Bikini Season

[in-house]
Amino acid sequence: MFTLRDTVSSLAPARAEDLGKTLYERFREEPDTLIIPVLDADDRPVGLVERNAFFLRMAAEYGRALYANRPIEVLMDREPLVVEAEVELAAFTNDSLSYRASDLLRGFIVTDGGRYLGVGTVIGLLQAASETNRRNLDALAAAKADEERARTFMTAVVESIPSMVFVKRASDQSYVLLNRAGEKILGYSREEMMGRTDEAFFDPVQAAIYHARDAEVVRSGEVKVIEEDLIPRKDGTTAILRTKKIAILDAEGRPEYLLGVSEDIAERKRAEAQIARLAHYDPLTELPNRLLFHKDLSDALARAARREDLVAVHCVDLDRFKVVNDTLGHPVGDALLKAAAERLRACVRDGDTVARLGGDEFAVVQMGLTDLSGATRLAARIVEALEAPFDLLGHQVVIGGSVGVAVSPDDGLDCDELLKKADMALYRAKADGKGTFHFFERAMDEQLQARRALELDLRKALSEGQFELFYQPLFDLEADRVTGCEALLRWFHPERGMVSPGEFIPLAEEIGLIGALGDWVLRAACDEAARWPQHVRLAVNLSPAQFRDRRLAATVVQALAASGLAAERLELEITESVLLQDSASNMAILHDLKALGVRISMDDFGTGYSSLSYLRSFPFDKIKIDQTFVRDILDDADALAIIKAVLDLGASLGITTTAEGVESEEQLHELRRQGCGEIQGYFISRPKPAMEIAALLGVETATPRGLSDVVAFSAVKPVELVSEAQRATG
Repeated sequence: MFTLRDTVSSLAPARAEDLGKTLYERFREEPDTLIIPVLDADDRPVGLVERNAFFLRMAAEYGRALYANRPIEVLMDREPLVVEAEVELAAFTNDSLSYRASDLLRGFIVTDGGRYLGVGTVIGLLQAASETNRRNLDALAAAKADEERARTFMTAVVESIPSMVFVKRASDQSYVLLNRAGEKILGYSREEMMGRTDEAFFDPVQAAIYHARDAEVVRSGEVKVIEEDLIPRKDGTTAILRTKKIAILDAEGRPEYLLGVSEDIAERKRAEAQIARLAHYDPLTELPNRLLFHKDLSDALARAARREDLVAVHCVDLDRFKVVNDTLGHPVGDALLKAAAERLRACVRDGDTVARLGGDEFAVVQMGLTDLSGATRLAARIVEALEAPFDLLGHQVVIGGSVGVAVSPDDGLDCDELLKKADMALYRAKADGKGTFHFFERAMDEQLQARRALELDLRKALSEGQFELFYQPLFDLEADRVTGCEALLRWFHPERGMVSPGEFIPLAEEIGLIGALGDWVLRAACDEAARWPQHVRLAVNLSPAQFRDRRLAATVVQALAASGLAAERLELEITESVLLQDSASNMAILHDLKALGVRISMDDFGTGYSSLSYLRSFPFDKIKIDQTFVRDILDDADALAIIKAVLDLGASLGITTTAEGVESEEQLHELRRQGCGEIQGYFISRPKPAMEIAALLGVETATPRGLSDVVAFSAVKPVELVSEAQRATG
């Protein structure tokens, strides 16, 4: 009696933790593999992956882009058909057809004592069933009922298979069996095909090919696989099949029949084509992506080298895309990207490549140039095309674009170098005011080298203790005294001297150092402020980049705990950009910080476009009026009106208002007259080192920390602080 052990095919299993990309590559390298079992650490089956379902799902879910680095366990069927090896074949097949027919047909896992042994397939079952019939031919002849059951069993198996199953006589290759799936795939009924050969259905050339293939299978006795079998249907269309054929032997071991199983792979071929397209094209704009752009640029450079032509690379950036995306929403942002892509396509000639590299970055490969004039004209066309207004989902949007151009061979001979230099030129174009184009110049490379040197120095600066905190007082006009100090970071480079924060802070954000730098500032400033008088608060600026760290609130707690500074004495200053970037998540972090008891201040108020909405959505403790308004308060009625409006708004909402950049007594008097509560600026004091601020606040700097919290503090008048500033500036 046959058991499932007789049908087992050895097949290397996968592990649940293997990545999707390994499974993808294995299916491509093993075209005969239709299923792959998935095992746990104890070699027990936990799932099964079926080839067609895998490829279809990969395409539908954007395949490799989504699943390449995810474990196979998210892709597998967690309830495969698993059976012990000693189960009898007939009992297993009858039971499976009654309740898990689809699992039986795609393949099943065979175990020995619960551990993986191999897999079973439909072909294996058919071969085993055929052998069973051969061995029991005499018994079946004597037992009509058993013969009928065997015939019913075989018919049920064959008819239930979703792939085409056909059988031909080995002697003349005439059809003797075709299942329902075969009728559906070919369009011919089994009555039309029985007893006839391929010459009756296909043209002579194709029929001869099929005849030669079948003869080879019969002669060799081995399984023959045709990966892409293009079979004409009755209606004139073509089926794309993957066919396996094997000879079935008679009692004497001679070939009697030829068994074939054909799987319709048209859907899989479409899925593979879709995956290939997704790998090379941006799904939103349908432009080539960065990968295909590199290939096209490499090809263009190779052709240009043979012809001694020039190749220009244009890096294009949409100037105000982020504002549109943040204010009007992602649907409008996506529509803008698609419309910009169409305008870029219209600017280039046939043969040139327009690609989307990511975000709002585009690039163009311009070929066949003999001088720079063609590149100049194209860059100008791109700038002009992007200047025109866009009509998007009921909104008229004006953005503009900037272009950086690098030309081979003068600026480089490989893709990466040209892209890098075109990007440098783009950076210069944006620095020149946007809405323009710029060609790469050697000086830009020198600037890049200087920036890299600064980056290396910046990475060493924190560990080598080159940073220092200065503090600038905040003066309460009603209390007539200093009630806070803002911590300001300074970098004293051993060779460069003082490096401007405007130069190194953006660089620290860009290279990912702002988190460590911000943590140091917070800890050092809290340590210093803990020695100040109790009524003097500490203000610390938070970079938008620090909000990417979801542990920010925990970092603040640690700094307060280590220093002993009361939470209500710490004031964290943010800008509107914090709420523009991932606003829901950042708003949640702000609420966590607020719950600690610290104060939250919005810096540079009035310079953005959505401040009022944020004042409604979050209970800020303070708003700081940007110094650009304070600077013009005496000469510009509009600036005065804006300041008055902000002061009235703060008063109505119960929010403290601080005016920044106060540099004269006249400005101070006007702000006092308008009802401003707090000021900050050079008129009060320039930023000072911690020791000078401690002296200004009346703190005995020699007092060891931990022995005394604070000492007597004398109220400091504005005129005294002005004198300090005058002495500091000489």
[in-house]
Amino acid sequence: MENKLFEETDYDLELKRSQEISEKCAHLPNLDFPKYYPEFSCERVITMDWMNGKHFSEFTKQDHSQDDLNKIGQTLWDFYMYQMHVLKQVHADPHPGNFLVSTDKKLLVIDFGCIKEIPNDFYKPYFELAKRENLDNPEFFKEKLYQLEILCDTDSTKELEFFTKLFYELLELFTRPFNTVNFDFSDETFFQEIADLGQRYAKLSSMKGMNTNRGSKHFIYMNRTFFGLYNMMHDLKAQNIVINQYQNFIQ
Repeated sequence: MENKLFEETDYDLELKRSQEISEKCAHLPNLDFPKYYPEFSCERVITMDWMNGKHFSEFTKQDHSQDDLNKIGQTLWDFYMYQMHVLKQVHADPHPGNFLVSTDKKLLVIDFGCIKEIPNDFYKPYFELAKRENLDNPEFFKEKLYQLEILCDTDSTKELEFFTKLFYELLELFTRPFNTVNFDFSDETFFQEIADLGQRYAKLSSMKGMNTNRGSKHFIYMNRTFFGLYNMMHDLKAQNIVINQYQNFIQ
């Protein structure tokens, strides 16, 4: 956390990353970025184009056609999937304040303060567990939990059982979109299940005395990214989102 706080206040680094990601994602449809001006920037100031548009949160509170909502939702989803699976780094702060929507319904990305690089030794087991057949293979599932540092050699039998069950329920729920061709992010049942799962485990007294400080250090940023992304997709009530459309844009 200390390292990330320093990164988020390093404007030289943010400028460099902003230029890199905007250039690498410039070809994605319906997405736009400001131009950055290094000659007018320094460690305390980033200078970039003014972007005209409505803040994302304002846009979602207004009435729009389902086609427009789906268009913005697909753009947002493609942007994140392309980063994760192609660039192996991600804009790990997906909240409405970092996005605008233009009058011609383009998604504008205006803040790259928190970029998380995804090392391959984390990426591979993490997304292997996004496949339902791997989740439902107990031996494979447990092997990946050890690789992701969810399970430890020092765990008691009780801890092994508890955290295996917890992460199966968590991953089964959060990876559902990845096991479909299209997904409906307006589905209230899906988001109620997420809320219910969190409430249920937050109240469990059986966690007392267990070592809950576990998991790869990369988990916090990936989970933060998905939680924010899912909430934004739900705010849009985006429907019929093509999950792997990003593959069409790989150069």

I’ve often said (in the past 20 or so years) that I have no desire to ever wear a bikini again, not in public and not in private. I have to admit there’s an undertone of sour grapes in that statement, because I suspect that if I had a nice, trim waist and a flat abdomen, I’d look for excuses to wear a bikini, the way I now look for excuses to wear short skirts and show off my legs. I’d want to celebrate that nice-looking part of me – nothing wrong with that, is there? But it ain’t gonna happen unless I win the lottery (after buying a ticket for the first time, of course) and have some extensive plastic surgery on my mid-section. Most of the time I’m able to hide the jelly-roll (or Danish pastry, as I’ve called it in the past) by dressing carefully – nothing too clingy, nothing that smacks of maternity-wear, and nothing too short that would call attention to the trouble zone. Yet I struggle with the sight of my middle every day, when I step out of the shower, when I’m getting dressed, when I see my reflection in the big mirror at the fitness studio, when I’m in in a retail store fitting room. The pudge is always there. Why, I ask you? Why? I’ve been exercising 5-7 days a week since the day after my band surgery, doing aerobic/cardio training, strength training, flexibility and stretching exercises, everything I can think of to keep my body as trim as possible. For a year now I’ve been working extra hard on improving my posture, which has a greater effect on the appearance of your middle than you might expect, and on strengthening my abdominal muscles. I’m doing better with posture and I know my abs are stronger because my lower back has stopped complaining and I’m able to do exercises (like the plank) that you just can’t do for more than a few seconds without strong abs. But the pudge is still there. After obsessing about this for a few months, I began to wonder if the fat was in my head, not in my abs. I decided to prove to myself that I am genetically fated to have a flabby middle by comparing my pre-op and current torso measurements. This exercise would show (I told myself) that my middle (waist and abdomen) had lost a smaller percentage of inches than my bust or hips. Unless my math was wrong (which is not impossible), my measurements prove that my theory is not true after all: Bust – down 12% Waist – down 17% Abdomen – down 17% Hips – down 21% So, what’s really going on? Am I suffering from a mild form of body dysmorphia, or is the pudge truly there to stay? Well, after some research about belly fat (which did not include clicking on one of those omnipresent internet ads that proclaim, “Trim belly fat with this one weird old trick.”), I’ve decided that the pudge is real, not imagined. Some of the factors that influence the appearance of your belly include diastasis recti (abdominal muscles that become separated during pregnancy); excessive subcutaneous fat in the midsection (that’s the fat just below the skin), which is the evolutionary fate of child-bearing humans; excessive visceral fat (the more medically dangerous fat that clings to your internal organs, thereby pushing your abdominal muscles outward); and body proportions. I’m short-waisted and wide-hipped, so the short distance between my rib cage and pelvic bones, and the width of my hips, make me look thicker in the middle than a woman with the same waist measurement but a longer torso and/or narrower hips. In the diagram of 2 torsos, below, both torsos have the same “waist” measurement, but the one on the left looks “slim” while the one on the right looks “chunky” because it has a shorter torso. Other factors contributing to the appearance of a belly include age (skin loses elasticity we age, so at age 57, it’s no surprise that I’m sagging here and there); and finally, weak abdominal muscles and overstretched connective tissue (apparently not one of my problems now). So, what’s a jelly-belly to do? If I went on losing weight, eventually my visceral and subcutaneous fat cells would shrink, and so would my measurements. But I’m already on the verge of looking scrawny everywhere else, and losing more weight wouldn’t help that. I could invest in some shapewear, but my one encounter with a Spanx knock-off was discouraging. It took me 20 minutes just to get into the danged thing, and I was so miserably uncomfortable that after wearing it for an hour while at work, I ducked into the ladies’ room and peeled it off. I’m all about comfort, which is one of the reasons you’ll never see me wearing spiked high heel shoes (safety is the other reason). I could save my pennies up for a liposuction session, which I might be able to afford by the time I’m 79 or 80 years old. My plan now is to keep on doing what I’m doing. Exercise all my abdominal muscles, not just the showy ones in front but also the waist-cinching oblique muscles. Pay attention to my posture every waking moment, using the ABC method to pull in my Abs, tuck in my Butt, and push out my Chest with my shoulders back and down. Go on dressing carefully so that my appearance to others, and my own reflection in the mirror, don’t loudly advertise my jelly-belly.